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James Downey: Cowen is unfit to lead, but so is the Fianna Fail party

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NOT since the resignation of Sean Lemass in 1966 has any Fianna Fail Taoiseach left office entirely of his own volition or at a time of his own choosing. The only partial exception was Jack Lynch, who brought forward his departure by a few months, despite his well-justified misgivings.

Now Brian Cowen is about to add his name to the list. It's ironic, because the last time round he showed the way to do these things.

A leader has to go when the men in the grey suits tell him the time has come. In 2008, Cowen was the chief among the men in the grey suits.

What a difference now. He is leaving in circumstances close to chaos.

Fianna Fail, under whatever leader, faces a devastating general election defeat. The economy is in tatters. National spirit is on the floor. Confidence in the Government has collapsed.

In Europe and farther afield, our friends and supposed friends look on in amazement, some with pity, some with less kindly feelings.

Let us look at one little chink of light. One cause of amazement is that the deadly combination of a financial crisis, an economic crisis and a political crisis has not been accompanied by social unrest.

The people have shown themselves willing to wait and punish the Government at the right time and in the right way -- at the election.

But others have not been punished. Almost nobody believes that anyone will go to prison, just as almost nobody believes in the promised banking reform and political reform, which we need so desperately.

This week brought us two huge stories with colossal political and economic implications. But the more worrying story got little attention because the other was so sensational.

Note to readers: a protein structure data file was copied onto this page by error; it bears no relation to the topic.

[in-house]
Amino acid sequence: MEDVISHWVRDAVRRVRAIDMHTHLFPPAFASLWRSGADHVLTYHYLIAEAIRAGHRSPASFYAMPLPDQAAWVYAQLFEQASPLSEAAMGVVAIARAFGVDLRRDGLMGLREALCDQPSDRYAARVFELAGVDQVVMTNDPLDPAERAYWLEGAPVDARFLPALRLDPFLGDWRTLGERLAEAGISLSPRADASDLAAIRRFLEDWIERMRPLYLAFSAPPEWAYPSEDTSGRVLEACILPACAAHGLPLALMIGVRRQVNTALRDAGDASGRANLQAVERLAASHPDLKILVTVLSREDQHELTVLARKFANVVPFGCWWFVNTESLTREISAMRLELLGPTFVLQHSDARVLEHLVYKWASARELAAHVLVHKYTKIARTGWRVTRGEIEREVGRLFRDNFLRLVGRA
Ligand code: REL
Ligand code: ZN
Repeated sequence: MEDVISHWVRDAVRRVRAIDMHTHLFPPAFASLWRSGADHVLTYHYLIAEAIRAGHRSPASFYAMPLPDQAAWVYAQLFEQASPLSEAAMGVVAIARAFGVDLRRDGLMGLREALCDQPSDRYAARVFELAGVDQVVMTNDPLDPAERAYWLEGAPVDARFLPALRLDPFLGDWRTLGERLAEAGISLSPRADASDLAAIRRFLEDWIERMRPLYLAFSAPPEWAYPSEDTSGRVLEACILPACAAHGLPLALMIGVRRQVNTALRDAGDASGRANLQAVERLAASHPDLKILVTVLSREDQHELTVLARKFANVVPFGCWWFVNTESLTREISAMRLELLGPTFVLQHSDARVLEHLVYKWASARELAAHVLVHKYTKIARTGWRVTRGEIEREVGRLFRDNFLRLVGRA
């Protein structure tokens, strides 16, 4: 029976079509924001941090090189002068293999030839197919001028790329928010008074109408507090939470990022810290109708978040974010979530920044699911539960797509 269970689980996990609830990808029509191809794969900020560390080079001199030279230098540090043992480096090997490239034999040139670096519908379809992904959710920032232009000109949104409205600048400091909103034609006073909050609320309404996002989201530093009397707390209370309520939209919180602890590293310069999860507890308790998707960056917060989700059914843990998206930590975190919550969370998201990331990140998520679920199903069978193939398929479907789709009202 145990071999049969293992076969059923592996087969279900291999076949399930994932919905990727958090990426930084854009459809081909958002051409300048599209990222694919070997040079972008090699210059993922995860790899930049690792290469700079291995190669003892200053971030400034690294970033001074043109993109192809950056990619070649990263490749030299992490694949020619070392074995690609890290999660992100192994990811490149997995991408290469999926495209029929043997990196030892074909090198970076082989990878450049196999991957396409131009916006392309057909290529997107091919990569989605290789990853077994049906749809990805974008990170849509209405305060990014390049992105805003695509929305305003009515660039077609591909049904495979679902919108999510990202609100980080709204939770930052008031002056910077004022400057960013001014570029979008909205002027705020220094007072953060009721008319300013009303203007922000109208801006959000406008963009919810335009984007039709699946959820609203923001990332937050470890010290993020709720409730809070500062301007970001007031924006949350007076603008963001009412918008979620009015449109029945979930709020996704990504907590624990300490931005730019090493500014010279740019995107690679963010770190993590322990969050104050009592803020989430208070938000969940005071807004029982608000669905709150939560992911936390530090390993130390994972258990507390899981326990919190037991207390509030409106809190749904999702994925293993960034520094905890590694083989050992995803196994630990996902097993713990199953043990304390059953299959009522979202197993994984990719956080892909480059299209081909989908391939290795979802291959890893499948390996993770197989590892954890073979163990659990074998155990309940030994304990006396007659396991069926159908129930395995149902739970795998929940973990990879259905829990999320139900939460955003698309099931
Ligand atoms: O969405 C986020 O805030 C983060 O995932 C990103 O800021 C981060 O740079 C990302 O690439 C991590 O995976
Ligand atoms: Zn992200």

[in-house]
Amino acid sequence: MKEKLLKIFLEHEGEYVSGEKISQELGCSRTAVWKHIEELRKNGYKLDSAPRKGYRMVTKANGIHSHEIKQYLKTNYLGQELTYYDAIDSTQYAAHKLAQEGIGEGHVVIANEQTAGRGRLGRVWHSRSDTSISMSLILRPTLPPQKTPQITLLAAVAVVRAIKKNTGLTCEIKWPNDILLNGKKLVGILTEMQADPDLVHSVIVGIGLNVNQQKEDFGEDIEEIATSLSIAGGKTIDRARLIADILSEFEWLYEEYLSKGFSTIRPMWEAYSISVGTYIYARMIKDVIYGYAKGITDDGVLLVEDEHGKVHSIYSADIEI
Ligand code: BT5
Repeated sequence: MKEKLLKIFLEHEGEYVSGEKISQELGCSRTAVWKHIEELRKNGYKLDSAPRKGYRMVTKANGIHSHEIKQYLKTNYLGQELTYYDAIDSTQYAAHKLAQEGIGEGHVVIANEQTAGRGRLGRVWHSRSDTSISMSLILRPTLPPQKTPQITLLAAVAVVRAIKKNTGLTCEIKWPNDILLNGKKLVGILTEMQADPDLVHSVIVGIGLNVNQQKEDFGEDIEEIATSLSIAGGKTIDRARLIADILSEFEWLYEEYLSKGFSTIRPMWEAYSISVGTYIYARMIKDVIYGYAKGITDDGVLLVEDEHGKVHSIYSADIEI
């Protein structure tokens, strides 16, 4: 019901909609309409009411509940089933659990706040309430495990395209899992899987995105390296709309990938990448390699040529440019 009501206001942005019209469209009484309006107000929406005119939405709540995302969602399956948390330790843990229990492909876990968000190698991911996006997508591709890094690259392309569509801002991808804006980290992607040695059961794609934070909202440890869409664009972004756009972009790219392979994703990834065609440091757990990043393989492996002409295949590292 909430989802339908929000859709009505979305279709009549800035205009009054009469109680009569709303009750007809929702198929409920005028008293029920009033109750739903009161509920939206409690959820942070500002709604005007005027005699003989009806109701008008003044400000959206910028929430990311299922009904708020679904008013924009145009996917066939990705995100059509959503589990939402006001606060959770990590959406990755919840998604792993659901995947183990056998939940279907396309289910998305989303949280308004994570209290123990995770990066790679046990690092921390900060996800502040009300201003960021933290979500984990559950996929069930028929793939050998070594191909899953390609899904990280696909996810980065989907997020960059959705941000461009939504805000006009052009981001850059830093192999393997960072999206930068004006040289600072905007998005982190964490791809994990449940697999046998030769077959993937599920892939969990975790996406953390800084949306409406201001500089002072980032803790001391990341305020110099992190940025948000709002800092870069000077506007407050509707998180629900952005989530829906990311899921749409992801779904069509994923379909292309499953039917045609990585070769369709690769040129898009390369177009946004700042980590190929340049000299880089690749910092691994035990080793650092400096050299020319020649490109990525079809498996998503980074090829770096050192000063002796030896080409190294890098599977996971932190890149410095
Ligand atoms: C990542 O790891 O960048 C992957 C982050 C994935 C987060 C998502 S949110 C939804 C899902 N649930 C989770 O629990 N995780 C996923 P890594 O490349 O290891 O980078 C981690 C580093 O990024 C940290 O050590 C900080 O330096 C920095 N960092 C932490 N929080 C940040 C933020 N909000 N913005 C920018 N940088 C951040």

Our 12.5pc corporation tax, the key to recovery, has been under attack for years. Now Nicolas Sarkozy has intensified the attack.

He has done so at our time of greatest weakness and least respect -- and least stability.

Simultaneously, we have heard quite extraordinary and contradictory accounts of events during the lead-up to the bank guarantee of September 29-30, 2008.

You may feel contempt for the self-serving, whingeing former Lords of Humankind. You may be astonished by the transactions described. You don't have to believe any of the accounts. But they have given us a valuable insight into the cronyism that has undermined our economy and our democracy, and into the gap between the practitioners and reality.

The cronyism is not new. It goes back all through our existence as an independent State and beyond. Much of it is, I fear, ineradicable.

But it never previously reached such depths, or caused so much damage, as under the premiership of Brian Cowen.

For much of it, he is not personally to blame. He inherited -- was literally born into -- a system with which he saw nothing wrong. For him, the Fianna Fail party has a natural right to power -- or at least to office. And office is not about achievement or even about respect for the proprieties. It is about status and privilege.

He was genuinely shocked when Eamon Gilmore accused him of "economic treason". He simply did not understand the charge. A Fianna Fail Taoiseach, to his way of thinking, cannot commit treason, it's against nature.

Shortly after the bank guarantee, I spoke to one of the leading members of his Cabinet. The minister threw his hands in the air and said: "Cowen's in denial."

Cowen has been in denial ever since. He refused to believe that the representatives of the IMF were on the way here until the event had actually occurred.

He has refused to accept that his Cabinet has fallen apart, that his party -- like the rest of the country -- has no confidence in him and that Fianna Fail is now fighting for mere survival.

I AM writing these words on Friday afternoon. The Taoiseach may resign by tonight. If not, he will find it hard to last the weekend.

Bizarre speculation is circulating. It is suggested that he could resign as party leader but remain on as interim Taoiseach until after the election; that he could yet face down the dissidents and win a vote of confidence; or that he could go down fighting.

None of these scenarios holds any appeal for me. Neither does the equally bizarre "consultation" process, aimed at finding out how his ministers and backbenchers feel, which is in progress as I write.

I wonder how many of them have listed Cowen's mistakes. Told him, perhaps, that bank restructuring should have started in September 2008 or earlier? That he has sleepwalked through his premiership? Or that cronyism has brought us to a dreadful pass?

Probably none. Probably the best we can hope for, now and in the coming days, is a smoothly managed outcome and a little bit of dignity. We deserve that at least. And so, after all, does Brian Cowen.

But a party that is unfit to rule and cannot change its leadership without blood on the floor deserves very little.

Irish Independent